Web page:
the special quality of Emerson is that a fragment is not just a fragment but that everything within the fragment shines forth.
Coincidentally, I was born the year before Emerson died in 1882. Also I followed in his footsteps at Harvard, and since he was a Unitarian and my great teacher of free religion, I feel a great responsibility in accepting his spiritual legacy.
Although it was called “Unitarian,” it had a deeply conservative tradition and many features which he did not like, such as mass which was derived from “The Last Supper,” a ritual which was the same as baptism, and the taking of the wafer and the wine for Christ’s flesh and blood. Emerson had doubts about this ritualism and after three years either left or was asked to leave the ministry.
Emerson criticized the mediocrity and the impotence of the church of his time which had become extremely formalized and fossilized. He especially attacked the idea that Christ was the only child of God.
He said that if Christ is the child of God, then we are all children of God, because this universe has a spiritual existence and this divine spirit pervades all sentient beings beginning with humanity. He gave this spirit the name of “oversoul” or great spirit. All humanity possesses this great spirit, that is to say, are children of God. So there are no supernatural, mysterious miracles. If there is such a thing as a miracle, then the universe as it is in its natural state is indeed a miracle.
He preached revolutionary ideas for that time and he was criticized for his radical opinions. Finally, his preaching was banned not only by Harvard but much more widely. So he went to England and visited Carlyle.
Gradually Emerson developed a profound philosophy. His thoughts evolved from the idea of the oversoul. The features that stand out are the dignity and freedom of man, his trust in humanity, and the equality of man. He reasoned that we understand and empathize with the sages of old like Plato and Christ and Shakespeare because we have the same universal oversoul as they did. He thought that each human being is like an encyclopedia and possesses within himself everything in the universe past and present, east and west. That is why all human beings have dignity and are equal. When one realizes this, he must value himself and trust himself. “It is suicidal do imitate others. It is foolish to envy others.”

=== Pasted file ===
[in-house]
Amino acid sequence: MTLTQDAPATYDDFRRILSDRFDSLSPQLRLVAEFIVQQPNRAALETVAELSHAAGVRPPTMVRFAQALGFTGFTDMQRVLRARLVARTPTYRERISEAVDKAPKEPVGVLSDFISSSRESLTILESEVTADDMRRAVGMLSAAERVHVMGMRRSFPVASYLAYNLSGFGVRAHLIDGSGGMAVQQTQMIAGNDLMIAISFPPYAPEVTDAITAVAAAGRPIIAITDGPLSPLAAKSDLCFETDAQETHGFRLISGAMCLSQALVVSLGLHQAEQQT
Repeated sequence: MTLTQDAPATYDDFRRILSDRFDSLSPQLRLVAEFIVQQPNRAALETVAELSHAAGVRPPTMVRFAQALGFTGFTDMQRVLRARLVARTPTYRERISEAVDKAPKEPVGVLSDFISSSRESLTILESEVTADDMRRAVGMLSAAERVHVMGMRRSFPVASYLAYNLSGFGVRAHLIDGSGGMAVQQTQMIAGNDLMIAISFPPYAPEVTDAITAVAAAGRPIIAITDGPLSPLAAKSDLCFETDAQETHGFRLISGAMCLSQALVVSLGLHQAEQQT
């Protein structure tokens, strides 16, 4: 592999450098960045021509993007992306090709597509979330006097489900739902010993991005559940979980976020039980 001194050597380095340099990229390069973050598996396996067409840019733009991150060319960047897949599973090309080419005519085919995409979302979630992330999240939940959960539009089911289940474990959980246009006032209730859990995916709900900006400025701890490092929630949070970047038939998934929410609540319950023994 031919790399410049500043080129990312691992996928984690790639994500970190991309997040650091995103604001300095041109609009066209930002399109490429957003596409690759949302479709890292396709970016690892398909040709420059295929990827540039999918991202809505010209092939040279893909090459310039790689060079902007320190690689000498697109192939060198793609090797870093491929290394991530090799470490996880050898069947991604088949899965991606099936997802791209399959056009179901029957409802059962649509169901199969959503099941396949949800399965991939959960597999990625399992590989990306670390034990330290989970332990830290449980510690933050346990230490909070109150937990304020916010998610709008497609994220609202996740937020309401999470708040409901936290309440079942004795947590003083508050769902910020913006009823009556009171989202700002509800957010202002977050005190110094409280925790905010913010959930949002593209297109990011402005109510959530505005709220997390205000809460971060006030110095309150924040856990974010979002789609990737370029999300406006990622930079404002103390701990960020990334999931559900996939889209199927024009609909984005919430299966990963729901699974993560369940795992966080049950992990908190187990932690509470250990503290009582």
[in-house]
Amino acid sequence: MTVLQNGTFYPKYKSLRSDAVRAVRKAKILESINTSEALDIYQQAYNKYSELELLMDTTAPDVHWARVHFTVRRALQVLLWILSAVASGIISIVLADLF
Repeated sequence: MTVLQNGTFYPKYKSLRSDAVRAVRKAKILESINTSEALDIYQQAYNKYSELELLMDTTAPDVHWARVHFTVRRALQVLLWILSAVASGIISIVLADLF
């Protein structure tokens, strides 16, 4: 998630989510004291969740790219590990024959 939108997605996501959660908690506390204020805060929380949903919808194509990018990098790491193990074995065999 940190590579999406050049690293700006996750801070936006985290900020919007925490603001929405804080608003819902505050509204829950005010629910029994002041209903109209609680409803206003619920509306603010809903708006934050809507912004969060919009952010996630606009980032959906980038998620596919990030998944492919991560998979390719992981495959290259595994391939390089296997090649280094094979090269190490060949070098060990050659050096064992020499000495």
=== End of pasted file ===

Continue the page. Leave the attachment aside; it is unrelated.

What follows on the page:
In imitating others, we abandon ourselves and become like others. Since we kill ourselves, it is suicide. When we envy others, we are forgetting that we ourselves have valuable qualities. In other words, we are being foolish. He taught us to open our eyes to the fact that each of us possesses a part of the oversoul, is a child of God, and has an invaluable treasure inside him, and must do everything we can to trust ourselves to find the way to develop our own individuality and achieve self-realization.
We must seek inside and not outside. Reading books and listening to lectures are indirect methods and not the main path for attaining truth. He said that it is only by direct experience, by intuition, by direct observation, and by direct study that we attain truth. In such disciplines as Zen, a master is needed but we must attain Nirvana ourselves, not just through the teachings of the master. Emerson is famous for expressing such thoughts and for the idea of self-reliance.
His sentences are not logically structured prose but take the form of intuitive, poetic essays. So he is a wise man and not a philosopher. Or would you call him a philosophical poet, perhaps? That is why even a fragment is important and also difficult to understand. I must have an attitude of direct observation based on experience in reading his work.
Emerson was treated as a radical by his own associates. So it was that at the age of 40, he opposed the conservative Unitarians and established the Free Religious Association, becoming Deputy Chairman, and thus striving for liberalization of Christianity.
Williams, G. M. (2019). Cosmic Sage: Imaoka Shin’ichirō, Prophet of Free Religion. Uniquest Publishing.